The University of Southampton
University of Southampton Institutional Repository

The timing and frequency of large-volume submarine landslides and turbidity currents along the north-eastern Atlantic Margin

The timing and frequency of large-volume submarine landslides and turbidity currents along the north-eastern Atlantic Margin
The timing and frequency of large-volume submarine landslides and turbidity currents along the north-eastern Atlantic Margin
Submarine landslides and turbidity currents are one of the most voluminous sediment transport mechanisms operating on our planet. Due to their potential size (>100 km3) and speed (>20 m/s) they pose considerable risk to coastal settlements and strategic marine infrastructure. This thesis aims to investigate the processes that precondition and trigger submarine landslides and turbidity currents within submarine canyons and on open continental slopes. Sediment cores, age models, and statistical analyses are used initially to test the effects of eustatic sea level on the recurrence rates of turbidity currents that fill and flush the Nazaré Canyon. Recurrence rates of turbidity currents that fill the canyon are strongly influenced by eustatic sea level, while more infrequent flows that flush the canyon are only associated with shifts in eustatic sea level periodicity and amplitude. The form of the frequency distribution of canyon filling and flushing turbidity currents also differ markedly, suggesting they have different triggers.This thesis also aims to understand the geohazard implications of large submarine landslides. The Trænadjupet Slide is a large (>400 km3) submarine landslide that occurred approximately 4,000 years ago on the Norwegian Margin. Unlike some other large submarine landslides, the Trænadjupet Slide did not trigger a widespread tsunami based on available coastal studies. The age of the Trænadjupet Slide is refined here to between ~2,600 and ~3,400 cal BP. The absence of a widespread tsunami associated with the Trænadjupet Slide may be explained by its emplacement dynamics (e.g. speed, acceleration, or time gaps between stages of failure). These findings have importance for landslide geohazards in the North Atlantic, as they suggest that other similarly-sized slides on the Norwegian Margin or elsewhere may not have produced very damaging tsunamis.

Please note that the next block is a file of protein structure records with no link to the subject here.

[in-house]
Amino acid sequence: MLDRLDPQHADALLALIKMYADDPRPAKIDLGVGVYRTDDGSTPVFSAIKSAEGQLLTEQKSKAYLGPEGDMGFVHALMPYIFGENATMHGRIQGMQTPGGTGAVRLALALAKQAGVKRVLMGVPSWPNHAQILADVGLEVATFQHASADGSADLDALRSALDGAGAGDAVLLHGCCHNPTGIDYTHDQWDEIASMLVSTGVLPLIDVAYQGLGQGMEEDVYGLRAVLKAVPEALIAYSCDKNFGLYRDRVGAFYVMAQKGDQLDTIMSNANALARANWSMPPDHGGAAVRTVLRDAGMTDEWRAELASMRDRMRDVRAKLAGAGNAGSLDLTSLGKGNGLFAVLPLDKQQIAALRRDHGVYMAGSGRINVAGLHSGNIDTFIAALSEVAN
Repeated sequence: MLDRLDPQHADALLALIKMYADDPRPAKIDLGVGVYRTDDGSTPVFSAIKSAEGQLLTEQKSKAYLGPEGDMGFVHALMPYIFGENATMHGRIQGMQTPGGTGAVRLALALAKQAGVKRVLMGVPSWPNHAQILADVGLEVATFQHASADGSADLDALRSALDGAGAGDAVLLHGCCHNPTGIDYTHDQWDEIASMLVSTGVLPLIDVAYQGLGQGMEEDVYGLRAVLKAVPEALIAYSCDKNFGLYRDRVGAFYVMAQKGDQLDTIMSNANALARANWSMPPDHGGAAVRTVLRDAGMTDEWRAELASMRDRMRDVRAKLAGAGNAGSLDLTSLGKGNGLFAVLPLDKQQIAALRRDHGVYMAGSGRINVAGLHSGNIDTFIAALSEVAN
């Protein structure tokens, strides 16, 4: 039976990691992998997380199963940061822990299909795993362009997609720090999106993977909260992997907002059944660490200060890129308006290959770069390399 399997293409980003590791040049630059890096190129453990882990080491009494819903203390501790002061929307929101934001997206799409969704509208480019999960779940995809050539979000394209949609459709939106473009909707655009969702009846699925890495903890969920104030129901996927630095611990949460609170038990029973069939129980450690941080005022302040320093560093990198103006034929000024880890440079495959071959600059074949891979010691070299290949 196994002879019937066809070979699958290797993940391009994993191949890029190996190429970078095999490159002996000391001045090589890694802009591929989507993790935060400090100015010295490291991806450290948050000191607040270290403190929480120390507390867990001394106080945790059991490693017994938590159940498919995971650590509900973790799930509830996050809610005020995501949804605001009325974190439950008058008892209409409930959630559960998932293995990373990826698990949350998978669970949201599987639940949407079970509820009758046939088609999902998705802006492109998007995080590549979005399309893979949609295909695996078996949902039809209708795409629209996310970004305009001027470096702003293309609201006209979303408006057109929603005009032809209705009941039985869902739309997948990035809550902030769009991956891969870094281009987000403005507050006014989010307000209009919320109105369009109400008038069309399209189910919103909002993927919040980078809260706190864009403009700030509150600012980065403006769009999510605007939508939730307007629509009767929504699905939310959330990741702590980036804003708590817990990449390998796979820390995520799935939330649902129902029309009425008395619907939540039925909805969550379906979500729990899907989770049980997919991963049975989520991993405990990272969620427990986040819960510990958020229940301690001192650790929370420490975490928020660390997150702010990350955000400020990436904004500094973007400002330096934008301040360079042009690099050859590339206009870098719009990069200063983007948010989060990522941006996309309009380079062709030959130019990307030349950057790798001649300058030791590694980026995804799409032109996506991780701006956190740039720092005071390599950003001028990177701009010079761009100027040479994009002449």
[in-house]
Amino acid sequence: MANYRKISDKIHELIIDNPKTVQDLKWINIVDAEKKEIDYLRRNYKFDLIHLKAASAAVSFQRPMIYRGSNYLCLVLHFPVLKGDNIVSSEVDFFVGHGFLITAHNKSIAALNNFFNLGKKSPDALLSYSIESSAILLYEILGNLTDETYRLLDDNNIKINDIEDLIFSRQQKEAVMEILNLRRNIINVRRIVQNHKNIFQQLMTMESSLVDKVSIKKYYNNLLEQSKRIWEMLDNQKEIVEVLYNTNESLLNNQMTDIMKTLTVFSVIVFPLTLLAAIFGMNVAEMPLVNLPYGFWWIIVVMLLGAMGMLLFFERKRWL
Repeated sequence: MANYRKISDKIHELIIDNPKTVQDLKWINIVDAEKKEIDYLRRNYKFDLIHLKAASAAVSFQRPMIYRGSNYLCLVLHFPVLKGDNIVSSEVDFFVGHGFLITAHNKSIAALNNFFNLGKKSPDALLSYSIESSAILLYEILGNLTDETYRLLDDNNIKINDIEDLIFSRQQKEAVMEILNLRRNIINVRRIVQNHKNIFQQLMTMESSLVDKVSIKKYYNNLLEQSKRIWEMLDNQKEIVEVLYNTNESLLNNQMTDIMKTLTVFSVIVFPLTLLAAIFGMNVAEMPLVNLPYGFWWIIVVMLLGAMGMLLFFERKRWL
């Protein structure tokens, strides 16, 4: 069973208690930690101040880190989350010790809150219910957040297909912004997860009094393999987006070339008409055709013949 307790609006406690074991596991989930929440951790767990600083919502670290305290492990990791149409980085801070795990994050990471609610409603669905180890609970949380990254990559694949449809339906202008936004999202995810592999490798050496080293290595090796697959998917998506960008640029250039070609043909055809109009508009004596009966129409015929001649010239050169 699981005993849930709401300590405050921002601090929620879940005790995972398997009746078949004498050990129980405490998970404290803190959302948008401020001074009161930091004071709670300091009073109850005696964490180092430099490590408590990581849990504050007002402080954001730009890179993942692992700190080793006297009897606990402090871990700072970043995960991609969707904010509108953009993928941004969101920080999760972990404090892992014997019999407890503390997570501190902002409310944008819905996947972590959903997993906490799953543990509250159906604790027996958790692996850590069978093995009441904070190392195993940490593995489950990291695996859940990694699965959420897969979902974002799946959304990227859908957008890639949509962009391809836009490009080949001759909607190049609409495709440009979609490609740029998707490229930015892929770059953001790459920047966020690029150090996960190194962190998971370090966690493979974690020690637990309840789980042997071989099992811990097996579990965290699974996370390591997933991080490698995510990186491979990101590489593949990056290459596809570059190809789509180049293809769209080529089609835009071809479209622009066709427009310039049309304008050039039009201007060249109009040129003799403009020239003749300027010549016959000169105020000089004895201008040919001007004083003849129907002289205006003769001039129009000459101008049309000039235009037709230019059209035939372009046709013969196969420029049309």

University of Southampton
Allin, Joshua Reg
360b2637-6755-44fd-87ff-0e1eb4759c22
Allin, Joshua Reg
360b2637-6755-44fd-87ff-0e1eb4759c22
Talling, Peter
1cbac5ec-a9f8-4868-94fe-6203f30b47cf

Allin, Joshua Reg (2016) The timing and frequency of large-volume submarine landslides and turbidity currents along the north-eastern Atlantic Margin. University of Southampton, Doctoral Thesis, 221pp.

Record type: Thesis (Doctoral)

Abstract